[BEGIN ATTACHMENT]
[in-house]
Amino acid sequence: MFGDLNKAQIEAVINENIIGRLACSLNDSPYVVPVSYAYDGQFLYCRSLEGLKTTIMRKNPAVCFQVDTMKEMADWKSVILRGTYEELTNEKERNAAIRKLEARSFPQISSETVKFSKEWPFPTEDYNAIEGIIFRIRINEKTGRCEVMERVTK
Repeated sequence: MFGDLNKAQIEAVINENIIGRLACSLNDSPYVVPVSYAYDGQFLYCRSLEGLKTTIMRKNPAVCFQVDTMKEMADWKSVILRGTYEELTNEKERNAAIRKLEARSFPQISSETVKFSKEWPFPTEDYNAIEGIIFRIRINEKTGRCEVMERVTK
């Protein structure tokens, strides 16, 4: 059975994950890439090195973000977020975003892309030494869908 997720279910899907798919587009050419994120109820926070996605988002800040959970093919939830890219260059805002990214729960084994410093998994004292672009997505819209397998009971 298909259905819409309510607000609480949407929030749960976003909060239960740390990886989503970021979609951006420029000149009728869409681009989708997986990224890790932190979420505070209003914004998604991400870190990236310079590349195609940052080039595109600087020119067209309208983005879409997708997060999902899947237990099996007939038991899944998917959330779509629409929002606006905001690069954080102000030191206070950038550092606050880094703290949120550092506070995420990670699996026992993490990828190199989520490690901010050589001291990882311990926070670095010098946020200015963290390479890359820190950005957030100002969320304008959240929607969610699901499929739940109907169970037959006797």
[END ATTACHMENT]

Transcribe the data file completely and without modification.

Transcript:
[in-house]
Amino acid sequence: MFGDLNKAQIEAVINENIIGRLACSLNDSPYVVPVSYAYDGQFLYCRSLEGLKTTIMRKNPAVCFQVDTMKEMADWKSVILRGTYEELTNEKERNAAIRKLEARSFPQISSETVKFSKEWPFPTEDYNAIEGIIFRIRINEKTGRCEVMERVTK
Repeated sequence: MFGDLNKAQIEAVINENIIGRLACSLNDSPYVVPVSYAYDGQFLYCRSLEGLKTTIMRKNPAVCFQVDTMKEMADWKSVILRGTYEELTNEKERNAAIRKLEARSFPQISSETVKFSKEWPFPTEDYNAIEGIIFRIRINEKTGRCEVMERVTK
């Protein structure tokens, strides 16, 4: 059975994950890439090195973000977020975003892309030494869908 997720279910899907798919587009050419994120109820926070996605988002800040959970093919939830890219260059805002990214729960084994410093998994004292672009997505819209397998009971 298909259905819409309510607000609480949407929030749960976003909060239960740390990886989503970021979609951006420029000149009728869409681009989708997986990224890790932190979420505070209003914004998604991400870190990236310079590349195609940052080039595109600087020119067209309208983005879409997708997060999902899947237990099996007939038991899944998917959330779509629409929002606006905001690069954080102000030191206070950038550092606050880094703290949120550092506070995420990670699996026992993490990828190199989520490690901010050589001291990882311990926070670095010098946020200015963290390479890359820190950005957030100002969320304008959240929607969610699901499929739940109907169970037959006797």